Abstract: Wikimergic logoWikimergic is a WikiSilo. Both are theories, methodologies, frameworks, tools and approaches for collaboratively unifying science. However, a WikiSilo is a minimalist and pure epistemology unconcerned with the nature of reality, while Wikimergic is used for explaining change, behaviour and time. This item publicizes the availability of Wikimergic.


See also:



Wikimergic logoWikimergic is derived from the Emergic Approach to unified cognitive modeling. As a product, it forms a wiki and tool that can be used for unifying analysis and synthesis. More importantly, it can demonstrate a coherence of complex distributed conceptions. As a research line of inquiry, one asks how to make the most effective tool for the sociologizing of unification. David started Wikimergic in 2013.


  • The Emergic Approach was loosely formulated as an epistemology for unifying cognitive modeling. The Emergic Cognitive Model was a scientific theoretical product of the approach.
  • Wikimergic was a disciplining tool for documenting the Emergic Approach, but it included the future ECM and WikiSilo portions.
  • WikiSilo was spawn of as a minimalist disciplining and unifying epistemizing for all of science. If Wikisilo.org contained the master root level 0 WikiSilo, then Wikimergic became a top level 1 WikiSilo, and ECM a 2nd level WikiSilo. Wikimergic did not yet have the fundamental open-form thinking component.
  • Wikimergic becomes a general open-form thinking for science, academia and general learning and decision making,


External links

A Unified Cognitive Model of Visual Filling-In Based on an Emergic Network Architecture (Doctoral dissertation)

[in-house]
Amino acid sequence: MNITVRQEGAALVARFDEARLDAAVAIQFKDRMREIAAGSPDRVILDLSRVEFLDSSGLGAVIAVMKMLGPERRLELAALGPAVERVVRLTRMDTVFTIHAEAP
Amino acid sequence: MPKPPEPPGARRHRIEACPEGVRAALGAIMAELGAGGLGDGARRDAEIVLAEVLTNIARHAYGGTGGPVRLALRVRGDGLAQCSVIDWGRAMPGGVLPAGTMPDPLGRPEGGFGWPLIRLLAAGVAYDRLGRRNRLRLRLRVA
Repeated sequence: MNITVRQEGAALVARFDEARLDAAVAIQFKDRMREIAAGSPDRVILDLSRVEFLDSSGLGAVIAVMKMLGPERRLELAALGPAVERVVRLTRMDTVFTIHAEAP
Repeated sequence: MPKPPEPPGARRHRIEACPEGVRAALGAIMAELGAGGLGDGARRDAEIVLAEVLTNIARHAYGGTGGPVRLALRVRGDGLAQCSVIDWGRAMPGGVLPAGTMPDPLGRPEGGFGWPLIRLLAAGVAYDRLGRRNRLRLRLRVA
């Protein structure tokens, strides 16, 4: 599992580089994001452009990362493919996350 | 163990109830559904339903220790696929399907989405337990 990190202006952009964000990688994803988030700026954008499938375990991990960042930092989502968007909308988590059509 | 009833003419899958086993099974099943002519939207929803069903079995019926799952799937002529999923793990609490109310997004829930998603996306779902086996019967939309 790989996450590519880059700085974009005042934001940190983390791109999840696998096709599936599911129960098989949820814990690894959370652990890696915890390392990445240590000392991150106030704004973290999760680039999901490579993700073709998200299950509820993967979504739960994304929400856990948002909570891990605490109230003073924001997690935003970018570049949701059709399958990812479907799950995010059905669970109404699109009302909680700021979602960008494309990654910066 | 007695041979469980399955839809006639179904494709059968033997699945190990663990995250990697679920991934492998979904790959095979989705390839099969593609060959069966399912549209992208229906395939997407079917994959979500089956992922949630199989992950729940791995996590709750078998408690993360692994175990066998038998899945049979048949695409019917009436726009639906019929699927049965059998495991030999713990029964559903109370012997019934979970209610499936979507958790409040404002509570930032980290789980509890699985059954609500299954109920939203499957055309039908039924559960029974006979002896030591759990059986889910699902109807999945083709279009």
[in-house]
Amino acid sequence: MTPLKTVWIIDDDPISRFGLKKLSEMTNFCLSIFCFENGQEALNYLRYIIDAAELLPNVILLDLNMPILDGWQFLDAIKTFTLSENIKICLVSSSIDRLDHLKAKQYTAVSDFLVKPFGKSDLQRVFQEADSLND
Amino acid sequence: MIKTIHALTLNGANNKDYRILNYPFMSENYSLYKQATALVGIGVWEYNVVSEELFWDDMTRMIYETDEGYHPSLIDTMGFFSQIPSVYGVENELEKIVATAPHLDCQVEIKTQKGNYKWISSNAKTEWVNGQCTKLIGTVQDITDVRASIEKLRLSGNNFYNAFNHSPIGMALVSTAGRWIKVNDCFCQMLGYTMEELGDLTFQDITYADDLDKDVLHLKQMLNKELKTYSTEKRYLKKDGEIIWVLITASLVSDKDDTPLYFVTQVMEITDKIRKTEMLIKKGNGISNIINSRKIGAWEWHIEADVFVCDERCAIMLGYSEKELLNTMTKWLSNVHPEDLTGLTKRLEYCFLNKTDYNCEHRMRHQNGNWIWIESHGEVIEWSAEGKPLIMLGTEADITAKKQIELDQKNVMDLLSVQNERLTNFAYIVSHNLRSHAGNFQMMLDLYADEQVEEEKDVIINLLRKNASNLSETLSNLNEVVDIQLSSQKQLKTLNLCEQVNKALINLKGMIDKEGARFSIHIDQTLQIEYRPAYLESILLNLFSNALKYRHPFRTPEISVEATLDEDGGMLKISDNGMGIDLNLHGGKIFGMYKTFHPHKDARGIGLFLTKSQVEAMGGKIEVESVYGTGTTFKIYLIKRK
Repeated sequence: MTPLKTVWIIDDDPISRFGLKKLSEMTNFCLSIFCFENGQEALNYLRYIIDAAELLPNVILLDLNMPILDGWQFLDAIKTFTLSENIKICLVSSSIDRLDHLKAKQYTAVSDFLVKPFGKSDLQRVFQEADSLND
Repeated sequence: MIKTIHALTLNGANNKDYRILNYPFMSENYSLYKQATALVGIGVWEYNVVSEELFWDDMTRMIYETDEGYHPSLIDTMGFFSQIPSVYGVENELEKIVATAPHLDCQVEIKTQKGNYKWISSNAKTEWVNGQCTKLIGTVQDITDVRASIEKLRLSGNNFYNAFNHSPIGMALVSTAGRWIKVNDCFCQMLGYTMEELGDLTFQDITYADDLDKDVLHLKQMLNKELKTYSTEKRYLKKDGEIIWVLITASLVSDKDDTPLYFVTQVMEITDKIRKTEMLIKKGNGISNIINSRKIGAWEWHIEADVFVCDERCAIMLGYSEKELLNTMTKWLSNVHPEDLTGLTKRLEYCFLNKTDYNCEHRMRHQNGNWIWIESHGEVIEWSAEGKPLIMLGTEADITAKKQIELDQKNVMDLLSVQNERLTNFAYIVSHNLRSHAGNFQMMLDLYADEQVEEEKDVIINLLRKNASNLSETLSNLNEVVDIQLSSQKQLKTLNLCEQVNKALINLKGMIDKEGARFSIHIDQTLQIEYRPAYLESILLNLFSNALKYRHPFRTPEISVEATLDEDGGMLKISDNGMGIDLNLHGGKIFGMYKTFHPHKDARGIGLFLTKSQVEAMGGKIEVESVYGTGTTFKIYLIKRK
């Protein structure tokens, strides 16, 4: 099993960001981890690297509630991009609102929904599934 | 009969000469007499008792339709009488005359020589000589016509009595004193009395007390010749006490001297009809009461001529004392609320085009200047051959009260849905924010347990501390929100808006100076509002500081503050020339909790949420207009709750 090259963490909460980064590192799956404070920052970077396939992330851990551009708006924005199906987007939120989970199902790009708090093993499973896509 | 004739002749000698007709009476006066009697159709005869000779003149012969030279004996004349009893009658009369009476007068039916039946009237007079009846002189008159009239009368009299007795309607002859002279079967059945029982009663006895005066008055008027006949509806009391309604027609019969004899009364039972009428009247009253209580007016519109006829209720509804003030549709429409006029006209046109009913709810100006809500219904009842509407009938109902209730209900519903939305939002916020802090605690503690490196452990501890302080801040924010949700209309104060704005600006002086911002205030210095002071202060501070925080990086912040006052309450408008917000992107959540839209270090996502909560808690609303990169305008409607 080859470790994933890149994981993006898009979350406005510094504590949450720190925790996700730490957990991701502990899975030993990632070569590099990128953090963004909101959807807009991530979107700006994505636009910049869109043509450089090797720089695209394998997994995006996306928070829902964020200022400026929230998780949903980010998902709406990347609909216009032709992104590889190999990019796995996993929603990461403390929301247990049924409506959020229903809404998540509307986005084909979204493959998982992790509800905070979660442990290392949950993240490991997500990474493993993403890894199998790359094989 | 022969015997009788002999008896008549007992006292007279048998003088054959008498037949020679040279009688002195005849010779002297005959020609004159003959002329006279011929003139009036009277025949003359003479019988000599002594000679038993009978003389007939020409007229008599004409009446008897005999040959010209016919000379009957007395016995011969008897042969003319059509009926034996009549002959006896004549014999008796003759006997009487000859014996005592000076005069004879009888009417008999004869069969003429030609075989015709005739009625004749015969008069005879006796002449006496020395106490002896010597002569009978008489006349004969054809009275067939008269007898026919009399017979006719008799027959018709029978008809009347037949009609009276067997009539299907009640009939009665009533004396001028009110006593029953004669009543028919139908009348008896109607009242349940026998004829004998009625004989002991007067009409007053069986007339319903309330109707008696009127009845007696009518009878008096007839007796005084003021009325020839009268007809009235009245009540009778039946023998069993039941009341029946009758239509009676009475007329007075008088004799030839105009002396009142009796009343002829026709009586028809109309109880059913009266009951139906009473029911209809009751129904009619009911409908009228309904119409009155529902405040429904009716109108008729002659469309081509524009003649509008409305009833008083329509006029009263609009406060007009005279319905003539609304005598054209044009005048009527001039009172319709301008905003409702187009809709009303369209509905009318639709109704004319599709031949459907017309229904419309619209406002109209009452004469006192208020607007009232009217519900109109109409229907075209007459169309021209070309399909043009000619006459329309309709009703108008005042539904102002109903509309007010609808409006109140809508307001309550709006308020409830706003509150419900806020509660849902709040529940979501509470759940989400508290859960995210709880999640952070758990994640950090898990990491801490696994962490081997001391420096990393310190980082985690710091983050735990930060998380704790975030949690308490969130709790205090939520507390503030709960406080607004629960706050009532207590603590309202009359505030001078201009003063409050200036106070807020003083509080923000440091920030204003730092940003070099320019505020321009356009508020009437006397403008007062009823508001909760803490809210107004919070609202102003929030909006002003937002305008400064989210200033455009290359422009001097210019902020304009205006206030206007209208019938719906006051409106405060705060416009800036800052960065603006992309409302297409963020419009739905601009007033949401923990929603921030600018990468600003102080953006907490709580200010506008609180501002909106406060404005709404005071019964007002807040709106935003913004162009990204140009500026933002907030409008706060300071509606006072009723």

Leibovitz, D. P. (2013). A Unified Cognitive Model of Visual Filling-In Based on an Emergic Network Architecture. (Order No. NR94549, Carleton University (Canada)). ProQuest Dissertations and Theses, pp. xxxii-459. Retrieved from http://search.proquest.com/docview/1437103134?accountid=9894. (1437103134). [doi10.13140/RG.2.1.2681.6482] (PDF)

Leibovitz (2013) ThesisAbstract: The Emergic Cognitive Model (ECM) is a unified computational model of visual filling-in based on the Emergic Network architecture. The Emergic Network was designed to help realize systems undergoing continuous change. In this thesis, eight different filling-in phenomena are demonstrated under a regime of continuous eye movement (and under static eye conditions as well). Continue reading

A Unified Cognitive Model of Visual Filling-In Based on an Emergic Network Architecture – Supplement

Leibovitz, D. P. (2013). A Unified Cognitive Model of Visual Filling-In Based on an Emergic Network Architecture – Supplement, pp. xv-467. Carleton University. [doi10.13140/RG.2.1.4506.4161] (PDF)

Abstract: Leibovitz (2013) Thesis - SupplementThis is supplemental material for the eight cognitive models and forty two tests of a thesis named “A Unified Cognitive Model of Visual Filling-In Based on an Emergic Network Architecture”. This supplement contains detailed information about computational test subjects, stimuli, and results. The thesis contains extracts from the information contained herein. The models and tests are listed in the same order as in the thesis and with the same chapter/appendix identifiers. Continue reading